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Diabetes Management

Managing Diabetic Neuropathy: Tips For Relieving Pain and Discomfort

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By Apollo 24|7, Published on- 10 January 2023, Updated on - 11 December 2023

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Diabetics often complain of nagging pain and numbness in their legs and hands. Have you ever wondered why it happens? While diabetics can maintain their blood sugar levels efficiently with medications and a healthy lifestyle, there are several long-term complications of diabetes. One such complication of diabetes is diabetic neuropathy, which is characterised by slow nerve damage. Around 50% of people with type 1 or type 2 diabetes develop diabetic neuropathy later in life. Let us know more about the condition and how one can deal with it.

Diabetic Neuropathy Symptoms

Since diabetic neuropathy develops gradually, the condition may not cause any signs or symptoms in the early stages. However, a few common signs that you may notice as the disease progresses include:

  • Sharp pain or cramping in the feet and legs
  • Burning sensation in the feet at night
  • Sensitivity to touch
  • Coordination issues that make it difficult to walk
  • Muscle weakness and wasting
  • Numbness in the hands and feet

Some people experience these symptoms more at night than during the day. If you have diabetes and experience one or more of these symptoms, consult your doctor immediately.

What Are the Different Types of Diabetic Neuropathy?

Neuropathy is a medical term used to signify nerve damage. Diabetic neuropathy is of four types, namely

  • Peripheral neuropathy: The most common type that usually affects the hands and legs. Its symptoms include tingling, numbness, sharp pain or cramping, muscle weakness and loss of coordination.
  • Autonomic neuropathy: This type affects the nerves of the autonomic nervous system causing issues with digestion, reproduction, cardiovascular functions, and urinary bladder.
  • Proximal neuropathy: A rare type of diabetic neuropathy that usually occurs in adults over 50 affecting one side of the body, mostly the thighs, hips and buttocks.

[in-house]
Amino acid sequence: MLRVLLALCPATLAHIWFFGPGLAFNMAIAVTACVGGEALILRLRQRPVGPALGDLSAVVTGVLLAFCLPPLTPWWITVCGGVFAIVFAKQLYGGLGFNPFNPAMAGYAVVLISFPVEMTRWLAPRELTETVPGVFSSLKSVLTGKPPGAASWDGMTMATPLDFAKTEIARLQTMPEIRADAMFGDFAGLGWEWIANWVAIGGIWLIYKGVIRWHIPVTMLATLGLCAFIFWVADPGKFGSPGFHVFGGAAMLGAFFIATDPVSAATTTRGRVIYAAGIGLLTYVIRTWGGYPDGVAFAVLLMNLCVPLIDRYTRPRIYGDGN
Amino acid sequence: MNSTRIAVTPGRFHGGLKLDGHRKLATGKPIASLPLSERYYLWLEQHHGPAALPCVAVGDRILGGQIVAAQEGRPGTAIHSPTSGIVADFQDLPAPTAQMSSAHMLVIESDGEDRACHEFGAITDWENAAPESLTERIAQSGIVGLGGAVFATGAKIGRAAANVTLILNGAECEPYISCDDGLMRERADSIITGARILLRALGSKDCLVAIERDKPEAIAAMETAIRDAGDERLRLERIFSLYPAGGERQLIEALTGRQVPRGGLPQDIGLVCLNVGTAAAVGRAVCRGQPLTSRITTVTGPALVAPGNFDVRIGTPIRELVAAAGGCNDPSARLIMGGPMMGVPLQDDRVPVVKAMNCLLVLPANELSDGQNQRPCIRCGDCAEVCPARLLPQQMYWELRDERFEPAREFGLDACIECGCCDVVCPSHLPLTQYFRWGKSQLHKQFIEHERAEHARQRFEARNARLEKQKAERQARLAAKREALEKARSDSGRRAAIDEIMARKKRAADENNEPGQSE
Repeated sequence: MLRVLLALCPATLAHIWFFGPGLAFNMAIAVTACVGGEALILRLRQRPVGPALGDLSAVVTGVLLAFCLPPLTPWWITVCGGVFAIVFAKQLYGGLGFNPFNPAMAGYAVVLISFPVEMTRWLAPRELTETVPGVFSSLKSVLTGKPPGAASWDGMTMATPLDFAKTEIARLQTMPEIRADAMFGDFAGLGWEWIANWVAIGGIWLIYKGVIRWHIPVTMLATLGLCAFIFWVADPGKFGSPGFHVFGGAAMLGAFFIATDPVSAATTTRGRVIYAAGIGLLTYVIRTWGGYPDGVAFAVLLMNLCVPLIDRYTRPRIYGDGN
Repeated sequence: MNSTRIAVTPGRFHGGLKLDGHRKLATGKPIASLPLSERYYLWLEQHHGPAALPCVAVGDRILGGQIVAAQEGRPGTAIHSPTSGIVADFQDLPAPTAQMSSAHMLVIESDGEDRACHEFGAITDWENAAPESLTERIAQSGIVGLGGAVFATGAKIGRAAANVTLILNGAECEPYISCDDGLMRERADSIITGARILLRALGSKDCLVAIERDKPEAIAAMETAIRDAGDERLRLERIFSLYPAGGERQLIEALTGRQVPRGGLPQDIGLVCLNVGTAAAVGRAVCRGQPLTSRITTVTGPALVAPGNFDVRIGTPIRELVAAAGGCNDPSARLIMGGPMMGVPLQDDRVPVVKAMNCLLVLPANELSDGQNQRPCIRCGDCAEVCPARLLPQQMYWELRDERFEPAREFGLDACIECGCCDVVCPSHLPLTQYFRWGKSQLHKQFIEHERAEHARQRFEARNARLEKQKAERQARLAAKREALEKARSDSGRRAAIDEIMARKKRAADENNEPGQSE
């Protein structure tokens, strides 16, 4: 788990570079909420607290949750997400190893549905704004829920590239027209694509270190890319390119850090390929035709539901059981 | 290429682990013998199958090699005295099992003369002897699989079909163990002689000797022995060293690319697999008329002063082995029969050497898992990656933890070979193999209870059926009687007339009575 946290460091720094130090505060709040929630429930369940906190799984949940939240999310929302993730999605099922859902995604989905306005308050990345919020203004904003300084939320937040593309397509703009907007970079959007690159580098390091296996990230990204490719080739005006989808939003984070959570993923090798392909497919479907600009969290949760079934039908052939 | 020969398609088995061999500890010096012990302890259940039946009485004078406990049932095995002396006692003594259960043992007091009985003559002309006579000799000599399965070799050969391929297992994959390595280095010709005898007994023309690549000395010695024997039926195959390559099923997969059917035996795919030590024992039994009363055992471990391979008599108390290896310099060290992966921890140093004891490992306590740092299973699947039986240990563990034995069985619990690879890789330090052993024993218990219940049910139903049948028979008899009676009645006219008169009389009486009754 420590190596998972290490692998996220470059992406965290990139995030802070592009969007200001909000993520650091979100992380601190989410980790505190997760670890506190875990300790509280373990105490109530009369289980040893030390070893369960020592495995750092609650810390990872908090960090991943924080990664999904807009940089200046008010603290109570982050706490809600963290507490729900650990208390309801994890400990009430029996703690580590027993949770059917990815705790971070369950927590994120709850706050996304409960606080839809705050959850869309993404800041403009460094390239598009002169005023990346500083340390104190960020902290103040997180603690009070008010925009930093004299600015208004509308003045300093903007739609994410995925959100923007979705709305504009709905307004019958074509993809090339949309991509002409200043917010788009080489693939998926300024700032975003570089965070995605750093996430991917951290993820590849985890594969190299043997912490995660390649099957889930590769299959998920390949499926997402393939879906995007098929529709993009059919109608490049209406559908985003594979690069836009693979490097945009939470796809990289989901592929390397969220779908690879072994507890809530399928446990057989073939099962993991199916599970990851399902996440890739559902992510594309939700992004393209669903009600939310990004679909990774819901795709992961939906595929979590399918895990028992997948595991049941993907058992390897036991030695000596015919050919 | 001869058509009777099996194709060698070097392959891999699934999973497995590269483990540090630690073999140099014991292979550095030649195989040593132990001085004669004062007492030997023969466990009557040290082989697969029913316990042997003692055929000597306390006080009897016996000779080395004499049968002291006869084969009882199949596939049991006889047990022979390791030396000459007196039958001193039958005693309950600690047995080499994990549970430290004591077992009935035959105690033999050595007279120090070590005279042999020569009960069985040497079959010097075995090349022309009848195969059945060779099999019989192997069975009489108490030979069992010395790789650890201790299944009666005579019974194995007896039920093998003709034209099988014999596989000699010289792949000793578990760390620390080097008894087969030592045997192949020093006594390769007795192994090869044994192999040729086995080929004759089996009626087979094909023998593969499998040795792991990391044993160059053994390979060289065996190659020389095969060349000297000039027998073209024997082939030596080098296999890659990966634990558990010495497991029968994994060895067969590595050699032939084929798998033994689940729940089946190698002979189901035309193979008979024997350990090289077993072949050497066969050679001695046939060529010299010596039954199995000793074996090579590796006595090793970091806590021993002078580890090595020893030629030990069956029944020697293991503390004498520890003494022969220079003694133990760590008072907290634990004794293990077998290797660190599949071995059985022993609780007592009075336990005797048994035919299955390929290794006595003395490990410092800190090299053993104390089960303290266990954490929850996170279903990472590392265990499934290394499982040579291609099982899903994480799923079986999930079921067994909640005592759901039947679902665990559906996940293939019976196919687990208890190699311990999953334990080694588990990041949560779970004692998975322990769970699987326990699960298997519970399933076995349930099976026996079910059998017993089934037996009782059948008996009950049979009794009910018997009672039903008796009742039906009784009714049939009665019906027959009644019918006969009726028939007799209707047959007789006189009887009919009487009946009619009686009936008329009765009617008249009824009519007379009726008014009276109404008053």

• Focal neuropathy or mononeuropathy: This neuropathy occurs when there is damage to a specific group of nerves, resulting in their weakness. It usually resolves in a few weeks to months without causing permanent damage.

How Is Diabetic Neuropathy Diagnosed?

There is no specific diabetic neuropathy test that is used to diagnose the condition. However, you may be required to undergo a few routine laboratory investigations to determine blood and urine sugar levels. A filament test or other nerve conduction tests may be performed on your feet to check for nerve damage.

Treatment and Management of Diabetic Neuropathy Pain

The treatment of diabetic neuropathy aims at reducing the symptoms and preventing further complications. Medications used to manage diabetic neuropathy pain include:

  • Analgesics (pain-relieving medications)
  • Anti-depressants
  • Anti-convulsant
  • Opioid pain medications

Since none of these medications has proven to treat diabetic neuropathy pain effectively, your doctor would also work towards lowering your blood sugar levels and slowing down disease progression.

The pain due to diabetic neuropathy can be severe and highly debilitating, often impacting your routine. The pain usually occurs in the feet and at night when your body is at rest. If you have diabetes and are experiencing any pain or tingling sensation in your hands and feet, visit an expert right away.

FAQs

1. How long does diabetic neuropathy take to develop?

Diabetic neuropathy can take several years to develop and progress slowly.

2. What kind of pain does diabetic neuropathy cause?

Diabetic neuropathy pain usually feels like a tingling sensation, numbness or burning. Some people may also feel a deep ache in their hands and feet.

3. Does diabetic neuropathy pain resolve by itself?

Unfortunately, there is no permanent cure for diabetic neuropathy or its symptoms. However, with appropriate medications, effective symptomatic management can be achieved.

4. What causes diabetic neuropathy to flare up?

High blood cholesterol, triglycerides, high blood pressure and obesity may cause diabetic neuropathy to flare up.

5. Can diabetic neuropathy be reversed?

Currently, there is no way to reverse diabetic neuropathy. However, the condition’s progress can be slowed down with medications and lifestyle changes.

Consult An Apollo Diabetologist

You can also try the Apollo 24|7 Diabetes Self-Management Tool to log your sugar values, track patterns, know all about food nutrition and more.

Medically reviewed by Dr Sonia Bhatt.

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